To paraphrase the creator of Dilbert, the goal in any organization is to create effective systems. That’s what allows organizations to maximize performance and scale up if necessary.
Why do you want formal systems in place? This eliminates inefficiency because people experiment or deviate from the best possible process. It minimizes mistakes, because you have a simple, repeatable process for every major mission critical action. You want to come up with formal procedures for every human resources, accounting, customer relationship management and technical support process. Once you have the formal process, you can tweak it to come up with a more effective one to maximize quality and process speed, no matter what the process is.
Formal systems can protect the business, and that is best demonstrated with generally accepted accounting practices. For example, formal systems limit the opportunity for corruption and theft. That is why audits are performed (or should be done) on a regular basis. That is why the person who audits the books and corrects errors isn’t the same one maintaining the books. Having formal rules regarding who can access the cash stash or handle customer returns allows someone else to immediately identify when there is a something amiss and know when someone is lying about permission to do something to hide theft.
Formal processes aren’t going to cover everything that may come up. It is more like Pareto’s Law – standardizing the 80 percent of work that is done so that managers can handle the 20 percent that needs more devoted attention to resolve. The challenge can be coming up with simple solutions for key processes that work 80% or more of the time. Websites like this providing management system consulting so you can create these successful systems.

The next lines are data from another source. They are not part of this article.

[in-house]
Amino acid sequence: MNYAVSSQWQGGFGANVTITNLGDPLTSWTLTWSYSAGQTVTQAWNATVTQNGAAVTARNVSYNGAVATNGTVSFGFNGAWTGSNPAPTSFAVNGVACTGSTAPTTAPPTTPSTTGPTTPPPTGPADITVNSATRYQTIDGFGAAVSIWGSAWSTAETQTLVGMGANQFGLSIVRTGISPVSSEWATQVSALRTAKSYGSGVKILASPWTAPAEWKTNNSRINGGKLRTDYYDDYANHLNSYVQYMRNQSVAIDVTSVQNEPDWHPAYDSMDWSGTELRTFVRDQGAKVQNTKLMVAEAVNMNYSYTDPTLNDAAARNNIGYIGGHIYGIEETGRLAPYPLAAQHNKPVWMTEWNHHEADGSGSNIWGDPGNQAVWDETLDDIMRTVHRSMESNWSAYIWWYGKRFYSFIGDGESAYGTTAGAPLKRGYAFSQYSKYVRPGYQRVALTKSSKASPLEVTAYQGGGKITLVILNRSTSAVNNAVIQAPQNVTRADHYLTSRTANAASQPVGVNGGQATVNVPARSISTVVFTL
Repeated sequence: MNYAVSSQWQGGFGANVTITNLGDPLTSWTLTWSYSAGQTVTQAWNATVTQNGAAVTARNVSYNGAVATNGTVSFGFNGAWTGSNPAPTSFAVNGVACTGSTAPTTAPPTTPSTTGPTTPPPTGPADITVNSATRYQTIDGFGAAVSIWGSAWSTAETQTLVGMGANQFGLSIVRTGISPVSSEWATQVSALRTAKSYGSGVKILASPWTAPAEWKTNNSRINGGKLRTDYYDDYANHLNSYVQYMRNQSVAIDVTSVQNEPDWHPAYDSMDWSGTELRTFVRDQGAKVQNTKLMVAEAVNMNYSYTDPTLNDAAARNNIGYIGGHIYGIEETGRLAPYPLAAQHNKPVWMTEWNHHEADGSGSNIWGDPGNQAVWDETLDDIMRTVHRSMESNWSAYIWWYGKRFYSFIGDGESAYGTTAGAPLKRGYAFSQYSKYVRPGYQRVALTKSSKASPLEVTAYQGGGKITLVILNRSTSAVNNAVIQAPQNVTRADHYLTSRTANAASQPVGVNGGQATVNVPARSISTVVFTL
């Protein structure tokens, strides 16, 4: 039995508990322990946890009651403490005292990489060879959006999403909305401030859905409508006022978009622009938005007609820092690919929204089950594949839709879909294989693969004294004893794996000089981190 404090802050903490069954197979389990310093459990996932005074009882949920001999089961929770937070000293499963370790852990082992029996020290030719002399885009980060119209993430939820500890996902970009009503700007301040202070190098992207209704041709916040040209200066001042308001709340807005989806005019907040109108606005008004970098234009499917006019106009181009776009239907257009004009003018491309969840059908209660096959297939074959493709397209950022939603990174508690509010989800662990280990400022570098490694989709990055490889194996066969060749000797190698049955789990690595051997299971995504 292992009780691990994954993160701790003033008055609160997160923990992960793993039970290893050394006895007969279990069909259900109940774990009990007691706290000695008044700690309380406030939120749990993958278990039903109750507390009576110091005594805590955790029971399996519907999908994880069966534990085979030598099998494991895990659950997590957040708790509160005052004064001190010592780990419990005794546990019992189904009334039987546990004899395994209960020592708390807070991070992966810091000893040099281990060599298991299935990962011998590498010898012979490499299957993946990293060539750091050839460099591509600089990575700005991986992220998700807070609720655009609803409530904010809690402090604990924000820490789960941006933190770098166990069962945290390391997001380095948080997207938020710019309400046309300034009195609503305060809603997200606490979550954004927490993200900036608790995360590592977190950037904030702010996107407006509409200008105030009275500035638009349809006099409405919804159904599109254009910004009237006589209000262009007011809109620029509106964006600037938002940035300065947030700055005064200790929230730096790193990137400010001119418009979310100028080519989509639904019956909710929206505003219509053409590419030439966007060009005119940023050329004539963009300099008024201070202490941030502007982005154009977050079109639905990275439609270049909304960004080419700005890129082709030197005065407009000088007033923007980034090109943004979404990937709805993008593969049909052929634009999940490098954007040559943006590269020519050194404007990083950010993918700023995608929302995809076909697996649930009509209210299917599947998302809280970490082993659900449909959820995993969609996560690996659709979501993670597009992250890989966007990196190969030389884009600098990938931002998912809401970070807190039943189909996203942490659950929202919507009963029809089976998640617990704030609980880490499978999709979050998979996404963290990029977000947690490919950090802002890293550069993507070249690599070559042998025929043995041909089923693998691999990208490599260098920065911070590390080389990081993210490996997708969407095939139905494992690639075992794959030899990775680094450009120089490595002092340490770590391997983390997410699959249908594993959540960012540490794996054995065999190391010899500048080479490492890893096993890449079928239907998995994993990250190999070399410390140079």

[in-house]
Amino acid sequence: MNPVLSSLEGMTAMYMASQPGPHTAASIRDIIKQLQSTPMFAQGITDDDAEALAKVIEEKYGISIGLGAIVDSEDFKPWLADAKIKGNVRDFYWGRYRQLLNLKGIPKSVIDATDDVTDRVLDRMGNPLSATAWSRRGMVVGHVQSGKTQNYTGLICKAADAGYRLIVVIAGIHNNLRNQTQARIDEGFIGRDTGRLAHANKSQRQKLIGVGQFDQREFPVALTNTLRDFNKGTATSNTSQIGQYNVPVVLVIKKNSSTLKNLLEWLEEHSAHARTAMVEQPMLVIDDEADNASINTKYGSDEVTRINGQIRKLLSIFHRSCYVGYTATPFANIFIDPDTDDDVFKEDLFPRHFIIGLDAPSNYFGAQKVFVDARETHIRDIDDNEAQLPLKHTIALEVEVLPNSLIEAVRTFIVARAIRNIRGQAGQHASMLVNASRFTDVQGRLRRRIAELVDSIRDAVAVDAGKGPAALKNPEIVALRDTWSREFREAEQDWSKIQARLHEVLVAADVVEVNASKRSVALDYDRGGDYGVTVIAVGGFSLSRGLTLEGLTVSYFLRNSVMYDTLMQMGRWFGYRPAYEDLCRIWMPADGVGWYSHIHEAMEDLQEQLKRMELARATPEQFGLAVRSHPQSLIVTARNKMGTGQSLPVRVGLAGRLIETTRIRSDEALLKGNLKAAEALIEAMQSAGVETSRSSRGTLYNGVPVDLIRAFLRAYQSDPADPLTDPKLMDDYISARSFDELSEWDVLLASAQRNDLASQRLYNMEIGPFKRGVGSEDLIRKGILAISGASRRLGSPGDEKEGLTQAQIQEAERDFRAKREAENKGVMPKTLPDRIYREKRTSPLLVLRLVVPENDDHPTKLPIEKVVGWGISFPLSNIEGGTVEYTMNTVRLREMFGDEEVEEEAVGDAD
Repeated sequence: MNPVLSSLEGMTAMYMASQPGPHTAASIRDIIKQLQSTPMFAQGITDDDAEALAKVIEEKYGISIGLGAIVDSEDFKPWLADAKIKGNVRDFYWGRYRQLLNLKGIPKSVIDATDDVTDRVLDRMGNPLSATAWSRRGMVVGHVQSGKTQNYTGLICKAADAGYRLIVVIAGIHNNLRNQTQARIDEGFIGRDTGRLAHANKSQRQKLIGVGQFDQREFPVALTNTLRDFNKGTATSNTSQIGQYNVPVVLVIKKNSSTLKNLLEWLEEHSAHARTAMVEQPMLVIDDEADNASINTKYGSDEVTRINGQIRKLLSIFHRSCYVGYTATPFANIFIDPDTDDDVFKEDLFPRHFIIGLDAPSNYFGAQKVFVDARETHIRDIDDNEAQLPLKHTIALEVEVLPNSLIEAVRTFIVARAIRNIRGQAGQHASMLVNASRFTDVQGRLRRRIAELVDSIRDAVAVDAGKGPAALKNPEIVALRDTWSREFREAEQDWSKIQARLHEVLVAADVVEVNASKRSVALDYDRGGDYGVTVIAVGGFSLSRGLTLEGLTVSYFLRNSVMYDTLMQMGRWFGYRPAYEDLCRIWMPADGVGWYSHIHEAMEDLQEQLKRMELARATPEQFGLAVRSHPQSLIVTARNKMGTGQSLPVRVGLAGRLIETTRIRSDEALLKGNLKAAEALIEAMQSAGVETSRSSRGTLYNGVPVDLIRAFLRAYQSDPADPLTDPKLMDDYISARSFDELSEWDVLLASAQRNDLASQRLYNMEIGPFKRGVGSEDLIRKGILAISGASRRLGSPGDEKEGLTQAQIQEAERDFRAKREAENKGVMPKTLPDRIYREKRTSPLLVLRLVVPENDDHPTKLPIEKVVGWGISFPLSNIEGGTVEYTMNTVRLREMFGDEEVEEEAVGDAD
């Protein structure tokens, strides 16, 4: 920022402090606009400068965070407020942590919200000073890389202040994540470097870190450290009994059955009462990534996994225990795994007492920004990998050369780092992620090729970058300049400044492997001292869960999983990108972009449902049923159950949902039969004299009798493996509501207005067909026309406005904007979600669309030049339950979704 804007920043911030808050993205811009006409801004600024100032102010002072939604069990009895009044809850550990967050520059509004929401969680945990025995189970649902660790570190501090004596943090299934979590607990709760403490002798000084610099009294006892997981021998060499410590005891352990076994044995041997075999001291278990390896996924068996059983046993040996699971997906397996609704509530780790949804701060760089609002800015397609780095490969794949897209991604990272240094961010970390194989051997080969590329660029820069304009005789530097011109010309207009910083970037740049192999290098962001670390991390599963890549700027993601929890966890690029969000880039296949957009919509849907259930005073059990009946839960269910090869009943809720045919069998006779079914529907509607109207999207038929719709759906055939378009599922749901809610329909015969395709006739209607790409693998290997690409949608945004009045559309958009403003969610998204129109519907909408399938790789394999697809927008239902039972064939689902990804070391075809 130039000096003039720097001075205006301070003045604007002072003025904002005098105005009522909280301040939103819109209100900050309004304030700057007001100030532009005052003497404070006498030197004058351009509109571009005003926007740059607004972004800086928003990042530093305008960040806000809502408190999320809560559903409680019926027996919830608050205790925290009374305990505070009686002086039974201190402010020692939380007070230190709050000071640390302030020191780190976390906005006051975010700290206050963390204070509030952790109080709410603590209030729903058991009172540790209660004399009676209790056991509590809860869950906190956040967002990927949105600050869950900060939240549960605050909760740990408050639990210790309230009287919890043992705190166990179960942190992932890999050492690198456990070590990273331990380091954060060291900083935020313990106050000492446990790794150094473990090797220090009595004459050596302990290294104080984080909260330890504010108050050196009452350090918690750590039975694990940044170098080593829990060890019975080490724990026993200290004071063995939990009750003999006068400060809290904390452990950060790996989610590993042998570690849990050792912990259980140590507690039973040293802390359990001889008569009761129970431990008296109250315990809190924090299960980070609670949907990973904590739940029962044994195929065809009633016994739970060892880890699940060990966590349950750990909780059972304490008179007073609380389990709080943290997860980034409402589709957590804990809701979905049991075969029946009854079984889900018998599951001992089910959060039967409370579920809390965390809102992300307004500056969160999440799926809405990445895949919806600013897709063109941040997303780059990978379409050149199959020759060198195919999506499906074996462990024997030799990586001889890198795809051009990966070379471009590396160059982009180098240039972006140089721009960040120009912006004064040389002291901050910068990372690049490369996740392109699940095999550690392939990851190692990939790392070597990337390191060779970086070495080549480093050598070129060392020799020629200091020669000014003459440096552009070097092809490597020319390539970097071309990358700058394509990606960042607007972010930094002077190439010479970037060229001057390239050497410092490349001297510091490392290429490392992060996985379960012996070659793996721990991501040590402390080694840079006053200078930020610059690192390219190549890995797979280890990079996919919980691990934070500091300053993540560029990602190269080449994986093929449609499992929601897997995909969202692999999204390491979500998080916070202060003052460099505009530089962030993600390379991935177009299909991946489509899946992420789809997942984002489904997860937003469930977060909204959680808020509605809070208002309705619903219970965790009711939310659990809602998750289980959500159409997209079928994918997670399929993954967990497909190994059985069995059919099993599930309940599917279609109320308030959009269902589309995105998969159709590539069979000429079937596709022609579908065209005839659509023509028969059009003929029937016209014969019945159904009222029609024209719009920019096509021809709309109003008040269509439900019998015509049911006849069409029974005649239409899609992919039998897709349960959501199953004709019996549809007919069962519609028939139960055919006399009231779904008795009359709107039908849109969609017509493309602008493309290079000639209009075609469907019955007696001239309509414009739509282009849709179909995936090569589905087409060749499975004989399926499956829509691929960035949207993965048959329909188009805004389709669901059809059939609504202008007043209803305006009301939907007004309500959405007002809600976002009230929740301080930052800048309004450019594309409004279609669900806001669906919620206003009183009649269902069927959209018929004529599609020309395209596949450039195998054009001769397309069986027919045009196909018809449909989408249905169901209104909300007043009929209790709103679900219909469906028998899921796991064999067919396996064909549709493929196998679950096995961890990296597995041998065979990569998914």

Why is systemizing considered a bad thing? Part of it is how poorly humans deal with complexity. Every step you add to the process is something people can forget or neglect. The more off-ramps and offshoots you have on the decision making tree, the more oversight and interference productive people encounter. They may try to solve things themselves to avoid the delays of calling in a manager, getting approval or handing off to someone else. The solution isn’t creating a flowchart that looks like a spaghetti diagram, creating something that only adds to confusion and chaotic operations. Instead, create systems for cleanly, quickly and correctly delivering products and processes – especially anything that is your bread and butter.
Another reason people resist “systems” is that they’re seen as oppressive. If you have to report to a manager every few minutes, it makes employees feel like they’re inferior. Having formal processes that say you can do X or Y in response to a complaint but not Z without manager’s approval allows them to exercise choice and solve many issues immediately without making promises they can’t keep. For example, you can allow customers to receive coupons if the returned item is still in the package but reject cash refunds to not incentivize fraud. You can ask people to staple bags closed or label purchased items with stickers as they sell so that extras aren’t slipped in without having to have security hovering over everyone.
One side benefit of creating successful systems is that they can lead to robotic process automation. Whether it is letting people update their paycheck tax withholding online or having software ensure new hires go through the entire onboarding process, systems allow you to automate as much as possible while freeing up professionals for the more complex or demanding issues. Then you know that every member of the team takes online safety training or completes industry mandated background checks, while HR deals with the real crises.